Besides the inherent variation among RT treatment plans, the main source of error which contributed to the variability of microbleed counts over time was the differences in scan coverage due to the retrospective nature of this study. Images that were acquired earlier on in this study did not have the same full brain coverage later achievable as the study progressed with the development of more robust parallel imaging routines that allowed for increased coverage within the same scan time. This was an issue for 7 patients who had microbleeds that were at the edge of the imaged volume and, therefore, possibly more that extended beyond the covered region. Despite this limitation, the volumetric nature of SWI ensured that differences in microhemorrhage counts at different time points in the same patient were not simply due to partial volume averaging. Moreover, imaging in all cases was targeted to the tumor and surrounding T2 signal abnormality, which included the largest number of microhermorrhages.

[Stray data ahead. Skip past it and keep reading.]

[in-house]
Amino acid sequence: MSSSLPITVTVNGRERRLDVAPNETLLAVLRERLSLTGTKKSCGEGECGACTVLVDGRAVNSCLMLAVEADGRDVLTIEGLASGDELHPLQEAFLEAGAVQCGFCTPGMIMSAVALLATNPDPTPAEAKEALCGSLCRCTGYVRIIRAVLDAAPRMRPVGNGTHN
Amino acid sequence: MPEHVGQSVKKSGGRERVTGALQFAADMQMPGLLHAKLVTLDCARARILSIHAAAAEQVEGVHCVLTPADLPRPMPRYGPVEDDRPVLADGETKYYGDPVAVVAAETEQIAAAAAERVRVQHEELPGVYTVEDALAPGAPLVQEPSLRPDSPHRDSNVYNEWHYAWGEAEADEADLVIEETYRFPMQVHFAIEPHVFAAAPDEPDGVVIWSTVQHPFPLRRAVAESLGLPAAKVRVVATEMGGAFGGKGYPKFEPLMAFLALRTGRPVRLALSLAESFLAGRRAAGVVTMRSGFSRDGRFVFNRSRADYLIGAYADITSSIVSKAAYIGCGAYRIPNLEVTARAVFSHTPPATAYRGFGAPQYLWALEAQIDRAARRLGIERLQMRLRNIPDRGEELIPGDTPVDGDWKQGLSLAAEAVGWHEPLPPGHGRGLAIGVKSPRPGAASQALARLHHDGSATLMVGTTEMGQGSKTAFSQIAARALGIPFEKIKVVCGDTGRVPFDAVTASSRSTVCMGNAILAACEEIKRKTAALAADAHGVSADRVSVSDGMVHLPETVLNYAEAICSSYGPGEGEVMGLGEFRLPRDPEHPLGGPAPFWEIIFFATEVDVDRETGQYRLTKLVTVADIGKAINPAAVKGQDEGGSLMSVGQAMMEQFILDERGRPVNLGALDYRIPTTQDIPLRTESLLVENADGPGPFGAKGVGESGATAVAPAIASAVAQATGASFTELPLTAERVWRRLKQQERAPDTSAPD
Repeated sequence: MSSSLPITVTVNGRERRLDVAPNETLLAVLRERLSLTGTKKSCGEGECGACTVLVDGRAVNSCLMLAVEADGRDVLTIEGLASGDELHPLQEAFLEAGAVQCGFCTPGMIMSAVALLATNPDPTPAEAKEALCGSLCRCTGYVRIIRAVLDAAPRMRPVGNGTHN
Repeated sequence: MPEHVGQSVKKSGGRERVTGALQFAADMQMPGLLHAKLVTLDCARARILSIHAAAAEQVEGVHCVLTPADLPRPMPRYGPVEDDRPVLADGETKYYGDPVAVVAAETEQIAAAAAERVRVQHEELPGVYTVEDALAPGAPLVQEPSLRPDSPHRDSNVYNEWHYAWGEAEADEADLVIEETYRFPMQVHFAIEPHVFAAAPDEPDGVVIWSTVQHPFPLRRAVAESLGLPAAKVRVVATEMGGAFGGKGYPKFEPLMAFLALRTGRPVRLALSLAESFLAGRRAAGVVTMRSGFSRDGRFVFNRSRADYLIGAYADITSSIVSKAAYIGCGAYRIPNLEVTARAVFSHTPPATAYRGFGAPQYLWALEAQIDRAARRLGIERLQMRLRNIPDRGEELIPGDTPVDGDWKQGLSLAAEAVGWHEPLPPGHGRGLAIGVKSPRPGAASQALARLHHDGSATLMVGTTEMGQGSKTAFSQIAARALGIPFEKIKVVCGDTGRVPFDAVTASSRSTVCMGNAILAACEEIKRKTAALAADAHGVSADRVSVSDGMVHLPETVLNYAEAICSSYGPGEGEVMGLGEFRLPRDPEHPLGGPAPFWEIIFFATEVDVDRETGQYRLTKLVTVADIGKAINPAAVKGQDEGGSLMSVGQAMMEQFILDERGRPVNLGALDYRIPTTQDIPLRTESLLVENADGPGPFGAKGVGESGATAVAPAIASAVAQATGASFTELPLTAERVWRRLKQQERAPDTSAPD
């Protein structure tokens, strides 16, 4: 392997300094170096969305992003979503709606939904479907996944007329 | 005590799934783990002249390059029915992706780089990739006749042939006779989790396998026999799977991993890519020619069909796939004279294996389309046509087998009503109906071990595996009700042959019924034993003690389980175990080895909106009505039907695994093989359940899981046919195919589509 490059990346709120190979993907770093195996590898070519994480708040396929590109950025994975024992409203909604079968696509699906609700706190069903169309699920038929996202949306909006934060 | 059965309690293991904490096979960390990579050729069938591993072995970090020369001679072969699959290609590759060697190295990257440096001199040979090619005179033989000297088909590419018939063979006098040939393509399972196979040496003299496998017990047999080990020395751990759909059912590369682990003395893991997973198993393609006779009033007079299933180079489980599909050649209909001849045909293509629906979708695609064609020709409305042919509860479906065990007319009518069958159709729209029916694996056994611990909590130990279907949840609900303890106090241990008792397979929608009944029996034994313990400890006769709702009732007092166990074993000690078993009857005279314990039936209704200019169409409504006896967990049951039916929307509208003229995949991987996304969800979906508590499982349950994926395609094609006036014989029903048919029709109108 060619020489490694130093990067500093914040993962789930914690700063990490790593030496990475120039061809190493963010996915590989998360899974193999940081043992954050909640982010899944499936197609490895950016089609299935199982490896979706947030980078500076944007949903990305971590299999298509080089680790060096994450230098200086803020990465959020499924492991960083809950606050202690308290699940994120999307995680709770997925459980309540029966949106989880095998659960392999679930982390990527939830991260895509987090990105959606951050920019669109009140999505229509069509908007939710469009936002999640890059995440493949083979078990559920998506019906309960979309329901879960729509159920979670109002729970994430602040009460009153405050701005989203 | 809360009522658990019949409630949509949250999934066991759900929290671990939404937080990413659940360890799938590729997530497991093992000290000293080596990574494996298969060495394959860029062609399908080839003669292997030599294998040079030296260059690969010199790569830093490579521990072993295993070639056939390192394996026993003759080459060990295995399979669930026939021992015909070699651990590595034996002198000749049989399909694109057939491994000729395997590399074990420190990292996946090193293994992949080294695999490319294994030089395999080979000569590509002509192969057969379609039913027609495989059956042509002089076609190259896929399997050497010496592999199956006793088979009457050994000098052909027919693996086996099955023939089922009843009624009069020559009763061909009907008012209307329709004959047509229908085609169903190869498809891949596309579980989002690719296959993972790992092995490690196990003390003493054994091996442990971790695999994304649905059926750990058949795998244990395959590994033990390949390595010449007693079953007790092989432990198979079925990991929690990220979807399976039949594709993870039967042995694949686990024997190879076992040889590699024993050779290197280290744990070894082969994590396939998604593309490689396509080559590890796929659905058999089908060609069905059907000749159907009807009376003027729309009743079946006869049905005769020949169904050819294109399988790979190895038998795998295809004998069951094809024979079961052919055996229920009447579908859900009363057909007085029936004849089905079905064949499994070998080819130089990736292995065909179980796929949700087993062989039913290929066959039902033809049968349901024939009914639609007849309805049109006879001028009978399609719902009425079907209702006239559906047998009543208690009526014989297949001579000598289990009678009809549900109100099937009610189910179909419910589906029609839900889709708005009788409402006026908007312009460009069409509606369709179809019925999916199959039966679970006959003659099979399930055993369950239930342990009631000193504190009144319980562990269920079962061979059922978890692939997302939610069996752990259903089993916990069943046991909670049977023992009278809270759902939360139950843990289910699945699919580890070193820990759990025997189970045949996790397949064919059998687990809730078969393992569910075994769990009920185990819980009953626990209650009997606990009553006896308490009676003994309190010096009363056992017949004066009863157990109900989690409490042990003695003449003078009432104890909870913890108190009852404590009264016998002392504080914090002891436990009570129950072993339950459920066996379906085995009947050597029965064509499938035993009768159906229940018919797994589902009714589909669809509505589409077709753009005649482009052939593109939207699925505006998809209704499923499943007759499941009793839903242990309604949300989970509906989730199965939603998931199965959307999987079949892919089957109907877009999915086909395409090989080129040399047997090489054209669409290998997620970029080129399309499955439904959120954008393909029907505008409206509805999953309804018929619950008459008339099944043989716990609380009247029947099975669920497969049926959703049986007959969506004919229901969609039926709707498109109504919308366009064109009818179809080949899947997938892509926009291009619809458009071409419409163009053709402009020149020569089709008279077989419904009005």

A less likely contributor to the variation in microbleed counts is human error in lesion identification. The high conspicuity of both veins and microbleeds made it challenging to separate microbleeds from perpendicular veins using automated methods. Although care was taken to avoid these vessels by examining consecutive slices above and below the plane of each microbleed, misidentification of perpendicular veins as microbleeds was possible. The contiguous slice coverage of the 3D scan and minimum-intensity projections limited this source of error. Additionally, all scans were angled in parallel with the anterior commissure-posterior commissure, or AC-PC, line of the corpus callosum on a sagittal slice of the brain. This way, the percentage of perpendicular vessels, and therefore any errors in categorization, would be relatively consistent among patients.